Wednesday, February 3, 2010


Anyone who experienced fear as a child raise your hand.

Anyone who has experienced fear as an adult raise your hand. Ok that might be another post but I figured I’d ask.

Hmm. Same number of people raising their hands in both groups. Who woulda thunk it? Right and of course we all have fears as children. Normal fears that stem from being small and everything else being large. Fears that stem from being dependent on somebody else. Well, look let’s face it, everyone experiences fear as a kid because we’re small and dependent. Monsters under the bed, your favorite teddy bear turns into Jack the Ripper in the dark, your mother is away for a few days are you sure she’s coming back?

And although we are not as children conscious of these thoughts, frequently as adults we are not conscious of these thoughts, these motivating forces they are there for everyone. And so my father comes into my room and assures me in his way as strongest and bravest and most handsome man on the face of the earth – there absolutely IS NOT another father as good as my father in the whole world – that the teddy bear has not come to life in the form of Godzilla. And when mom comes back in a couple of days I am the first person she goes to and I have the opportunity to tell her how much I missed her and how afraid I was that she wasn’t coming back and she puts my fears to rest, assures me that she will always come back. And so I’m good. Fears have been allayed, mom and dad are there doing their job, got my back and I’m good. Let’s go check out what’s on TV.

The normal fears of childhood… check. Parents interceding… check. Fears vanquished… check. Normal childhood development… check.

I’m five years old and its two in the morning and I’m not feeling so good. I know that feeling, I’ve had it before and I’m pretty damn sure that I’m going to be throwing up all over the place within the hour. This does not feel good. Somehow I need to make it from my bed to the bathroom in the dark. Problem is that mom doesn’t like her sleep disturbed in fact she was pretty darn annoyed the last time I woke her up when I was sick. She kind of scares me.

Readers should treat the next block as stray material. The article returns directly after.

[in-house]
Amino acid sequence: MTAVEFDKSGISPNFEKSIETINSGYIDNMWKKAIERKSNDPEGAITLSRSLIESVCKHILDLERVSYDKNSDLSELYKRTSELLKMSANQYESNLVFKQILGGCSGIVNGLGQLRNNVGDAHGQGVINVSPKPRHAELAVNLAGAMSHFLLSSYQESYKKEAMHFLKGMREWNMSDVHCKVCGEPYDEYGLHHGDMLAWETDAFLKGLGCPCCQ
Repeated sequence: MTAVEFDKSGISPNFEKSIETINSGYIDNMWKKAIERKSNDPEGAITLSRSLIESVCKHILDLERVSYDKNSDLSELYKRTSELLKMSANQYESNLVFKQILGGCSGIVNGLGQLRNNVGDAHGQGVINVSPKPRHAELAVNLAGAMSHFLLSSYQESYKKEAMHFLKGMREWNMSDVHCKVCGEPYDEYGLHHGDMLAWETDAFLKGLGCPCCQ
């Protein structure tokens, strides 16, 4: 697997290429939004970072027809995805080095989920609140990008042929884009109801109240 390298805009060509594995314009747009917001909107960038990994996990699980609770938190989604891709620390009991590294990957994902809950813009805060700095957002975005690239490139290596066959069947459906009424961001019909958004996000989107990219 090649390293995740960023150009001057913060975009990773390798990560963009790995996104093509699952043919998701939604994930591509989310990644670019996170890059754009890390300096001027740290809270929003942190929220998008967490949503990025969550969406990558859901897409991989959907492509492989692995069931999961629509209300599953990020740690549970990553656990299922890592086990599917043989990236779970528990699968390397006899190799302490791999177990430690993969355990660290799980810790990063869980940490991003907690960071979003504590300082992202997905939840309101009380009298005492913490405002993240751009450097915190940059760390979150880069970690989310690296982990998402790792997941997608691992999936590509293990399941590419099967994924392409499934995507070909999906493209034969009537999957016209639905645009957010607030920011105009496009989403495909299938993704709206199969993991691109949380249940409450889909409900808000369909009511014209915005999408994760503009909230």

There’s someone there, I’m sure of it, there’s somebody downstairs. Oh that’s ridiculous she tells me, there’s nobody there. Go back to your room and go to sleep.

This kid at school, he’s not so nice to me. He calls me names, knocks me down on the playground at school, he’s always there waiting for me to say something dumb so he can tell me how stupid I am. He makes me nervous and I don’t realize it (I’m five) but I’m always looking over my shoulder at school, making sure the coast is clear because if I’m not paying attention this kid is likely to sneak up when I’m not looking and knock me in my ass. Ignore him I’m told. He’s only chosen me to pick on because he gets a reaction out of me, the other kids they ignore him. That’s what you do with a bully, you ignore him and he’ll go away – or so she tells me.

Hmm… I don’t think I’ve ever seen him without a drink in his hand. I wonder if all fathers drink like that? I don’t think so. They fight constantly. Again. At night. While I’m trying to fall asleep. What if he dies? Men have heart attacks all the time. All that scotch can’t possibly help in fact it’s got to hurt.

Oh that’s ridiculous I tell myself. He’s not going to have a heart attack, he’s not going to die, go to sleep. You see she’s echoing in my head now. I don’t even have to go to her anymore, which is probably best anyway cause she scares me a little. And besides I already know what she’s going to say. It’s ridiculous, I know it. It’s ridiculous. I’m being stupid to be so afraid.

Fear is a vapor that sneaks in under the crack in the door un-noticed by everyone in the room. It is insidious and silent and when it is not put in its proper perspective by the people who are supposed to put it in its proper perspective, when in fact it is denied by those same people or worse caused by those same people it burrows its way in undetected and it permeates the soul and it leaves room for little else.

An aspect of faith is clarity. Psychological, emotional and spiritual clarity. There cannot be faith where fear is manifest. It is antithetical.